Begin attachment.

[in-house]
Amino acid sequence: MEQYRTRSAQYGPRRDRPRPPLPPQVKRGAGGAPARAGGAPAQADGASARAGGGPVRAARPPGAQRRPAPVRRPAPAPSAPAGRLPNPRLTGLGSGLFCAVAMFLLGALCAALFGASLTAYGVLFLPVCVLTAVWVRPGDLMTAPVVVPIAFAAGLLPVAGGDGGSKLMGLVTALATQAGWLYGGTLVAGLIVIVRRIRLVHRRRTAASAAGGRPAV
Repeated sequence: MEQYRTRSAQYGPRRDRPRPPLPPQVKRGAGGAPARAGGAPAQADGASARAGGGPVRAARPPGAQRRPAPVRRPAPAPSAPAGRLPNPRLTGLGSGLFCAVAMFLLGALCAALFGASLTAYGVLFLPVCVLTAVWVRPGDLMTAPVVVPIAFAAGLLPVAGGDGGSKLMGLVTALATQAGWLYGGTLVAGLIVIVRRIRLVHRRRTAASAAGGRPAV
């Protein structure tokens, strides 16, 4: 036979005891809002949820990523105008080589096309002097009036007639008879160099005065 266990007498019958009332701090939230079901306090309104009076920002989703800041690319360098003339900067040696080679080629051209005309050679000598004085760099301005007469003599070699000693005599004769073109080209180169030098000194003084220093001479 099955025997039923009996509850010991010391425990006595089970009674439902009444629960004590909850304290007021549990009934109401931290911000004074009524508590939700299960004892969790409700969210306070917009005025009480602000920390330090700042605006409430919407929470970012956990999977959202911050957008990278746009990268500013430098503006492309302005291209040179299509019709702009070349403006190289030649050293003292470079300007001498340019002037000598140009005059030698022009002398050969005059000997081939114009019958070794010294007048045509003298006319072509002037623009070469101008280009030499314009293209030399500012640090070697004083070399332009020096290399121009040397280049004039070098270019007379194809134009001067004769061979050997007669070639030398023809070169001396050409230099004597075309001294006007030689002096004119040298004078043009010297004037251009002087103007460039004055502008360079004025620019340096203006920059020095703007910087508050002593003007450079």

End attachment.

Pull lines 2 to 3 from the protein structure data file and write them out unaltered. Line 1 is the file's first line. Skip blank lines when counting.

Amino acid sequence: MEQYRTRSAQYGPRRDRPRPPLPPQVKRGAGGAPARAGGAPAQADGASARAGGGPVRAARPPGAQRRPAPVRRPAPAPSAPAGRLPNPRLTGLGSGLFCAVAMFLLGALCAALFGASLTAYGVLFLPVCVLTAVWVRPGDLMTAPVVVPIAFAAGLLPVAGGDGGSKLMGLVTALATQAGWLYGGTLVAGLIVIVRRIRLVHRRRTAASAAGGRPAV
Repeated sequence: MEQYRTRSAQYGPRRDRPRPPLPPQVKRGAGGAPARAGGAPAQADGASARAGGGPVRAARPPGAQRRPAPVRRPAPAPSAPAGRLPNPRLTGLGSGLFCAVAMFLLGALCAALFGASLTAYGVLFLPVCVLTAVWVRPGDLMTAPVVVPIAFAAGLLPVAGGDGGSKLMGLVTALATQAGWLYGGTLVAGLIVIVRRIRLVHRRRTAASAAGGRPAV